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Cornucopia Kids:
Children Who Have Too Much Stuff!

  by Lauren Bradway, Ph.D. 

The term Cornucopia Kids was coined by psychologist Bruce A. Baldwin in the mid-eighties to refer to children who grow up in homes where the good life is available for the asking, and where no personal effort is required.

Fifteen years later the situation can only be described as even worse. Children in the year 2000 have an unprecedented amount of stuff combined with little or no responsibility for acquiring it, caring for it or replacing it.

The Danger Zone
Do you suspect your child may be in the danger zone? Here are some warning signs:

 -On an outing to the mall, you buy your two-year-old some candy or a toy as a payoff to keep her from crying.

-Your preschooler has already been on a cruise or stayed at an expensive resort.

 -Your middle school daughter regularly gets her nails done.

-There's never a quiet moment in your home because the television or stereo are always on, and a battle ensues if you try to turn them off.

-Your child has a Who Cares? attitude about the problems and needs of others because he's self centered and downright selfish.

-The new bike your son got for his birthday was left out in the rain the very first day. This is the samechild who routinely loses critical pieces to puzzles and games. He does these things because he's learned that what's lost or broken will be magically replaced.

-At a very early age your child began a collection of dolls, stuffed animals or action figures, and you feel it's your responsibility to support the collection by buying up every new one that comes out. You convince yourself that it's an investment.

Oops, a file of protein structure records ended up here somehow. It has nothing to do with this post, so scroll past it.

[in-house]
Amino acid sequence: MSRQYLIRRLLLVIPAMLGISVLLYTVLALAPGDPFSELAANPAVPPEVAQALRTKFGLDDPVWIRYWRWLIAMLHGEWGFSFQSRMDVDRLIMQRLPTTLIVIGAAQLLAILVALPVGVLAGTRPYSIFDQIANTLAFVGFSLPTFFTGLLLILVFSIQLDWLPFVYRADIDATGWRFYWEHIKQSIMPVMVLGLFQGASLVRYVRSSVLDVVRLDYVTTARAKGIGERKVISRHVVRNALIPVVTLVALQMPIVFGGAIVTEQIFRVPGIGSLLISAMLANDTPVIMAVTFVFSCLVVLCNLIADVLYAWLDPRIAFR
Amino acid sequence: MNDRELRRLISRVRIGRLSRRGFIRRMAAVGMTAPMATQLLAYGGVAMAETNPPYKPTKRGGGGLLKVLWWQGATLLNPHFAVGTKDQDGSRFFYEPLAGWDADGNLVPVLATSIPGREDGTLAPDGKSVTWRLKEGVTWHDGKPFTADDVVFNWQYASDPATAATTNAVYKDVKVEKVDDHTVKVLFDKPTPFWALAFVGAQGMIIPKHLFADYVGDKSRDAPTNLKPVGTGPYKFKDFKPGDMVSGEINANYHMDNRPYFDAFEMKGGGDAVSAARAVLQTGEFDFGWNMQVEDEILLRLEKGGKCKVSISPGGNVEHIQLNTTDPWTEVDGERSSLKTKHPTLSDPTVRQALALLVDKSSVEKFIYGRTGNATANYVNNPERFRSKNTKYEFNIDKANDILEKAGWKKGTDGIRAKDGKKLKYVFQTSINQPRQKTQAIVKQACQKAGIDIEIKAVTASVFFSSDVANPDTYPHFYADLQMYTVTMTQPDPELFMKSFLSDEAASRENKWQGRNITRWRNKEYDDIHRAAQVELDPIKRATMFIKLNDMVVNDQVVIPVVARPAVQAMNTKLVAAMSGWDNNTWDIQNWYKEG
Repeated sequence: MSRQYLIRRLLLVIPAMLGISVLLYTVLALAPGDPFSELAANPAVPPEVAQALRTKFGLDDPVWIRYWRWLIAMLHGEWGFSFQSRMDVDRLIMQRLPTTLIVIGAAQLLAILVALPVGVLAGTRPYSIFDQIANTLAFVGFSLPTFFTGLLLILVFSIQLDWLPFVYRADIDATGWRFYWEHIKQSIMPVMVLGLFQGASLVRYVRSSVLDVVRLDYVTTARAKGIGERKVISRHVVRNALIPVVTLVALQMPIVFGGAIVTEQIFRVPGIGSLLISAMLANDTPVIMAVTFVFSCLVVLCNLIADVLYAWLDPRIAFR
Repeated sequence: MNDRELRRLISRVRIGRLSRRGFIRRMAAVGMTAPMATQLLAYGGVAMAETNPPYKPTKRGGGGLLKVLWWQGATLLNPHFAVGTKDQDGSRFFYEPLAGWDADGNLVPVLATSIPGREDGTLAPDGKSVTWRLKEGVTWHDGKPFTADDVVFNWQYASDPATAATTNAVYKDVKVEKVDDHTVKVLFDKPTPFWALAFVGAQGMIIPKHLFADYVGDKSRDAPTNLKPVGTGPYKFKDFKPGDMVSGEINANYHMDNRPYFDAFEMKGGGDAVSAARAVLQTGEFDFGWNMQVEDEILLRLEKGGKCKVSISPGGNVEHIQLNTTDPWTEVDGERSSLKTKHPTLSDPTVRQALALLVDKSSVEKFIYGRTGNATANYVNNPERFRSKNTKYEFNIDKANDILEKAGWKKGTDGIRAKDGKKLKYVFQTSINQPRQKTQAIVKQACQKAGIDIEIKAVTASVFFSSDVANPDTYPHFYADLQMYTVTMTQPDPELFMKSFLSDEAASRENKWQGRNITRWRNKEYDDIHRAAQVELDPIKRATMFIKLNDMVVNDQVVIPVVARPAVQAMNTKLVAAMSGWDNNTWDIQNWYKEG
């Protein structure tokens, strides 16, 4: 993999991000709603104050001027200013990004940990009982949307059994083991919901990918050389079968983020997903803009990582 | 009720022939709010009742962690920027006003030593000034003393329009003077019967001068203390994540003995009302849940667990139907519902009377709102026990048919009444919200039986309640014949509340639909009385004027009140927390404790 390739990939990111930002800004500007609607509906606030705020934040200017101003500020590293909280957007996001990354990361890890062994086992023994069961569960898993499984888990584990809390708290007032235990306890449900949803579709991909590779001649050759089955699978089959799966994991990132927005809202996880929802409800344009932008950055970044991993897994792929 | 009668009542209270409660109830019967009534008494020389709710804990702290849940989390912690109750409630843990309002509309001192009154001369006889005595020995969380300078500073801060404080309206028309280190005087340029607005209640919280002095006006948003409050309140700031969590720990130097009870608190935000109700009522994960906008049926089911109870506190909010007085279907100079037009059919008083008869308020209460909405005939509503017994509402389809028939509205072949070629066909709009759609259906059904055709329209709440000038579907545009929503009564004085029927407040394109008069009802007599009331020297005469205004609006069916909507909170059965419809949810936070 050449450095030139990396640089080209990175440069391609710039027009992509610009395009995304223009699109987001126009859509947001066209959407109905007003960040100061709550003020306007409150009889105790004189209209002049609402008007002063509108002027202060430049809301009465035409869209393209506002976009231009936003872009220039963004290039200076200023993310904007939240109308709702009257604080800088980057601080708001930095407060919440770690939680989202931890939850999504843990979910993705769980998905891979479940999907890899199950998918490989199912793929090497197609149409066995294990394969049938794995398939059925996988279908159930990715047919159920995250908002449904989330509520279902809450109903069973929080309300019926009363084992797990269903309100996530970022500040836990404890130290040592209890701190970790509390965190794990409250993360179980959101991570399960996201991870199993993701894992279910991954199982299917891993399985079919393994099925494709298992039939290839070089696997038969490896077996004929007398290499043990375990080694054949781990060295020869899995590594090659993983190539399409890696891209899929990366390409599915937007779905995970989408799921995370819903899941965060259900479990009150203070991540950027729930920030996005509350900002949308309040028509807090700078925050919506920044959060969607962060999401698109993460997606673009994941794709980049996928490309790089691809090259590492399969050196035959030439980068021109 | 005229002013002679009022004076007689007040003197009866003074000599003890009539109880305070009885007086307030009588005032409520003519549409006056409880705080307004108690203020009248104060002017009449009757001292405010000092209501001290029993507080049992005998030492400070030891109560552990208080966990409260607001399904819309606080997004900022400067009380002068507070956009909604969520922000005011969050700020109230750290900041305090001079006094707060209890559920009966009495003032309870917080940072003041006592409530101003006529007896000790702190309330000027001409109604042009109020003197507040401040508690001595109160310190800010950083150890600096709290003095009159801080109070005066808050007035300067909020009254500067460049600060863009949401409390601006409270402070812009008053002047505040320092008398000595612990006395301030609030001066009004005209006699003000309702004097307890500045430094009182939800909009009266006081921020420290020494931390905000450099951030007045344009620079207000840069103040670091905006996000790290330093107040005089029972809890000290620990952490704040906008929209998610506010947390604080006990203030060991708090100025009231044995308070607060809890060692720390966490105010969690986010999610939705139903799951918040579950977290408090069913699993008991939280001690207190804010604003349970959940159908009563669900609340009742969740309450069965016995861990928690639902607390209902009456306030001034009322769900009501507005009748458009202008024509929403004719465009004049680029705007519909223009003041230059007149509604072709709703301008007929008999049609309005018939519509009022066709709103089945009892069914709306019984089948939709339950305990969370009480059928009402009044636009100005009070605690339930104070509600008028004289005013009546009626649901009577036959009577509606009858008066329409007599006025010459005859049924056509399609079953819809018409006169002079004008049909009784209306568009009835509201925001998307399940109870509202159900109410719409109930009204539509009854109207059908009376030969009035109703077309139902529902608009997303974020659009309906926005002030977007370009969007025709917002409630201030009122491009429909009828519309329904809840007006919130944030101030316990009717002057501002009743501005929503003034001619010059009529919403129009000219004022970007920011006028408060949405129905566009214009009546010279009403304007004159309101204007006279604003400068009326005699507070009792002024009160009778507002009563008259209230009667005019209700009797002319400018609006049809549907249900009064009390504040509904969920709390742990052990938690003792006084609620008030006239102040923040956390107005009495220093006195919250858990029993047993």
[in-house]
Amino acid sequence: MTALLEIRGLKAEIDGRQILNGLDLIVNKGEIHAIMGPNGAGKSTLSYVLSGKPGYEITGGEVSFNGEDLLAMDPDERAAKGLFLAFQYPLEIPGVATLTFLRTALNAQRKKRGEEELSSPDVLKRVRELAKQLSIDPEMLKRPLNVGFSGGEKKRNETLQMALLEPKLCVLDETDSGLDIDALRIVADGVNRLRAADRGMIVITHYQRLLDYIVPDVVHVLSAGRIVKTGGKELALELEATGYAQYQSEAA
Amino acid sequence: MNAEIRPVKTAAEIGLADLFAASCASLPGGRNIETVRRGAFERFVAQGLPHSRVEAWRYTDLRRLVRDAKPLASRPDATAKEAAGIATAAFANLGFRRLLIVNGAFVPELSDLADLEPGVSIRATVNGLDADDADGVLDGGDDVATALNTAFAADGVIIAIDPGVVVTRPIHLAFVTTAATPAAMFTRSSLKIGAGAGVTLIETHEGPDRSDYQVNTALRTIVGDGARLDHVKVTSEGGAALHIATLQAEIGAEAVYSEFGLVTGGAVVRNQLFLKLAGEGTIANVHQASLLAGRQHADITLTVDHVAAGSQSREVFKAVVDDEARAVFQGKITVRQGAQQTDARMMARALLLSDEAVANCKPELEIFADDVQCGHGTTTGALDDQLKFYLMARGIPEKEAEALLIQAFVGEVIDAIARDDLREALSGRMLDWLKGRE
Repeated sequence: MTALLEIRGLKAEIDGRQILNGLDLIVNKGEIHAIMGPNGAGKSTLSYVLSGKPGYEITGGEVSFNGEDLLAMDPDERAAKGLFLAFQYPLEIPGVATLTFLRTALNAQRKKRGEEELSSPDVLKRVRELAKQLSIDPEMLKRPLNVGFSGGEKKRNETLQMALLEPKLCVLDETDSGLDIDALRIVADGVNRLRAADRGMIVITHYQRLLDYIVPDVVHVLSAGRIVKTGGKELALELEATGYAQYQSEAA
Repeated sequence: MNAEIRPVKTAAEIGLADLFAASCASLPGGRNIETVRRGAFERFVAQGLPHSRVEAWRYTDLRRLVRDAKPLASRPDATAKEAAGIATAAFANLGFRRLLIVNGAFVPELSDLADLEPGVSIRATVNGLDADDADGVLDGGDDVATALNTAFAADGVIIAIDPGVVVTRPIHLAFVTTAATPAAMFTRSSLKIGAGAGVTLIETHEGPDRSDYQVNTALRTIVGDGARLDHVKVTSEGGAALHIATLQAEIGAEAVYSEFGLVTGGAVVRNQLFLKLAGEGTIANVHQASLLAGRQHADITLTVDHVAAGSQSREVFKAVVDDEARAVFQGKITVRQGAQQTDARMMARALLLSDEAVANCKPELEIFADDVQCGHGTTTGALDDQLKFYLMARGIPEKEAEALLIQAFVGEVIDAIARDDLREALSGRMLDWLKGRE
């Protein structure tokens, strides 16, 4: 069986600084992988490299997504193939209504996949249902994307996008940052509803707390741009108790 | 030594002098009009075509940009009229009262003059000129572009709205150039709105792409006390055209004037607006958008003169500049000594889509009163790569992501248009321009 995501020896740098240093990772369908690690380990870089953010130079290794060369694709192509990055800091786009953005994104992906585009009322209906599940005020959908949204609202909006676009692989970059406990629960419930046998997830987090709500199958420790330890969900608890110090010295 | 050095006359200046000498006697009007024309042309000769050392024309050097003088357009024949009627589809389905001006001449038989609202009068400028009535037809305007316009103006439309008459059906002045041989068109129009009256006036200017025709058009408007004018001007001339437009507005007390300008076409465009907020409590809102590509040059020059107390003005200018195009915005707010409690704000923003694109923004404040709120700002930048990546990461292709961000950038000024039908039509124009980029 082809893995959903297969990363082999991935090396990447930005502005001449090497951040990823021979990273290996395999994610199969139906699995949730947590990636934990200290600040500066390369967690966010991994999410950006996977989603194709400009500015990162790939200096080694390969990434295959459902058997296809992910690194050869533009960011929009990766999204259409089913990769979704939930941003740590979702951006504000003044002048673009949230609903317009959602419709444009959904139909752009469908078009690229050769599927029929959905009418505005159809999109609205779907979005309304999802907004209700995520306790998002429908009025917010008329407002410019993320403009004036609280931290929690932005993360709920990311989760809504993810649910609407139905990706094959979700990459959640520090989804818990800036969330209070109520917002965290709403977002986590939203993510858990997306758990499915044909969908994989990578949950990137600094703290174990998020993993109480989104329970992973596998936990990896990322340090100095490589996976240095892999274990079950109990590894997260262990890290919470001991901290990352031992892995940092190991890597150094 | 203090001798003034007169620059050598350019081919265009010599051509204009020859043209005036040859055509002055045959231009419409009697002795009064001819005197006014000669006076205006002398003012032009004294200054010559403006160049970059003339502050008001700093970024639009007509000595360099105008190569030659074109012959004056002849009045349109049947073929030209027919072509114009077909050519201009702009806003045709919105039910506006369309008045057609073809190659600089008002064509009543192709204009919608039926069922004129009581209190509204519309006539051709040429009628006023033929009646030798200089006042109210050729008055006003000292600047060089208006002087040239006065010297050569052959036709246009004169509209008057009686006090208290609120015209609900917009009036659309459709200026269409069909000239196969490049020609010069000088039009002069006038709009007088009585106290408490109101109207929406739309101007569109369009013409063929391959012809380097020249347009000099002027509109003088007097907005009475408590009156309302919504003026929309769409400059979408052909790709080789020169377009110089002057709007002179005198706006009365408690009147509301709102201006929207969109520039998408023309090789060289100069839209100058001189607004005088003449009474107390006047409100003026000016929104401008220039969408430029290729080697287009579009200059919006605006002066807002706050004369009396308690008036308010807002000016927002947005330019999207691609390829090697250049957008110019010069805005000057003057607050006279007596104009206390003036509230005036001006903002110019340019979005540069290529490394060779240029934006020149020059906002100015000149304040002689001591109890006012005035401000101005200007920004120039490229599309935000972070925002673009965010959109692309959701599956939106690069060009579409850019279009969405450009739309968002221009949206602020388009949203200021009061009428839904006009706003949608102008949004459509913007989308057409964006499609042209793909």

-Your child always has unearned money to spend because you freely give advances on allowance, and her allowance is usually spent by mid-week.

-Your present-oriented child is concerned only with the pleasures of today. Things come his way without effort, so he sees no need to set goals or plan ahead.

-You personally do without new towels or a trip to the hairdresser to buy your child an outrageously prices pair of jeans, sneakers or prom dress.


Change Your Cornucopia Kid

Even as late as the teen years it's possible to reform a cornucopia kid. Here are some immediate steps parents can take:

-Give age-appropriate work responsibilities beginning in the preschool years. A 2-year-old can put his pajamas away and pick up his toys. A 4-year-old can help load the dishwasher.

-Don't give too many freebies. Getting too much for too little effort diminishes motivation. Create the link for your child between effort and reward. When your child demands something you can't afford, don't hesitate to say: We can't afford it!

-Limit TV time. Relying on external stimulation to entertain suppresses the imagination. Active learners are found on their bikes, on the playground or in the library, not glued to the television.

-Simplify birthdays and holidays. Limit the number of gifts your child receives. Put the emphasis on experiencing activities together such as a trip to a water park or planetarium.

-Teach your child to share with others. Help him go through his closet to choose outgrown clothes and no longer used toys to pass on to another child. A good practice is to let go of something old before something new is acquired, for example, just before something new is acquired, for example, just before Christmas or Hanukkah. With a strategy, some determination, and little bit of luck, you can corral your cornucopia kid!


Written by: Lauren Bradway, Ph.D., Neptune Beach, FL, USA

The authors' intent is to help parents determine a child's learning style and use this knowledge both to strengthen natural abilities and to develop skills that might be lagging.

About the Author

Dr. Lauren Bradway has a Master's Degree in Communication Disorders and a Ph.D. in Human Ecology. Dr. Bradway has specialized in working with children for over 20 years. In addition to running a successful clinical practice as a speech language pathologist, she is a consultant to pre-schools, elementary schools, and bilingual programs. She trains teachers to develop Individual Learning Style Profiles for classroom use.


Other Articles By Lauren Bradway

Making Holidays Meaningful
for Children
Children's Learning Styles: From Crib to Classroom


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